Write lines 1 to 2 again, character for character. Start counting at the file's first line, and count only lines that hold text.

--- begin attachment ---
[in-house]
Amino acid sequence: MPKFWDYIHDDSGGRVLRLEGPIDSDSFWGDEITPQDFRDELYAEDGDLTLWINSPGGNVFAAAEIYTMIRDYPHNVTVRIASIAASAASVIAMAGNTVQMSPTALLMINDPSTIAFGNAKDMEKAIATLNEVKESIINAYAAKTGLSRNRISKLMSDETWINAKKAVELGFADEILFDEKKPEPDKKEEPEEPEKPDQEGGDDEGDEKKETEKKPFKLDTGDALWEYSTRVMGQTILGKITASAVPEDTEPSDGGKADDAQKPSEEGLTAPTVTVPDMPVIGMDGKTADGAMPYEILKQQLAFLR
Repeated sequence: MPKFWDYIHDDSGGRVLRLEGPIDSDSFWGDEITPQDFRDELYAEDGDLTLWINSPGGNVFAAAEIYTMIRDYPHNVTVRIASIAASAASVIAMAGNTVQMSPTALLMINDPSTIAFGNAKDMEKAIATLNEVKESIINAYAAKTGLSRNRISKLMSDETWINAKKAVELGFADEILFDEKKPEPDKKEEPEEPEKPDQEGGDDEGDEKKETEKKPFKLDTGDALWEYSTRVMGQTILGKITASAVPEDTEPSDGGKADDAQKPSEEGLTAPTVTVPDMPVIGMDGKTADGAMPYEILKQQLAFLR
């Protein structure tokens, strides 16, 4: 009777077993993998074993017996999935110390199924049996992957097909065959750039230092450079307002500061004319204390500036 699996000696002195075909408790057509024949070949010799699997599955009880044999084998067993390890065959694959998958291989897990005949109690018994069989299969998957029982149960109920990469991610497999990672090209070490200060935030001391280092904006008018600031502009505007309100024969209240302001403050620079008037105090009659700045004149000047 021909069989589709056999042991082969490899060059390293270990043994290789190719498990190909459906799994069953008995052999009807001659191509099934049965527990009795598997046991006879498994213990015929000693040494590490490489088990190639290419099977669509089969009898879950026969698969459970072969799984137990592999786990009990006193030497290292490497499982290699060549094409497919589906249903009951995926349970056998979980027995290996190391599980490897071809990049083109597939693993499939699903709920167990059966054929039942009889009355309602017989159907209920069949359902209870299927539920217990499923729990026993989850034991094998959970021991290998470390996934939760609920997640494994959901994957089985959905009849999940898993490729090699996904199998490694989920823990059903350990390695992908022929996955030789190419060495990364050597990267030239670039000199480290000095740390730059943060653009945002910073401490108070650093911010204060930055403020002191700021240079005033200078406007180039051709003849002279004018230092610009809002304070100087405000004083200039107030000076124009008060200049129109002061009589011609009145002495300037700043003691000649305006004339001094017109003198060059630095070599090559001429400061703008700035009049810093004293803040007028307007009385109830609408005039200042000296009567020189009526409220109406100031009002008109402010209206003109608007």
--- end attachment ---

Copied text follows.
[in-house]
Amino acid sequence: MPKFWDYIHDDSGGRVLRLEGPIDSDSFWGDEITPQDFRDELYAEDGDLTLWINSPGGNVFAAAEIYTMIRDYPHNVTVRIASIAASAASVIAMAGNTVQMSPTALLMINDPSTIAFGNAKDMEKAIATLNEVKESIINAYAAKTGLSRNRISKLMSDETWINAKKAVELGFADEILFDEKKPEPDKKEEPEEPEKPDQEGGDDEGDEKKETEKKPFKLDTGDALWEYSTRVMGQTILGKITASAVPEDTEPSDGGKADDAQKPSEEGLTAPTVTVPDMPVIGMDGKTADGAMPYEILKQQLAFLR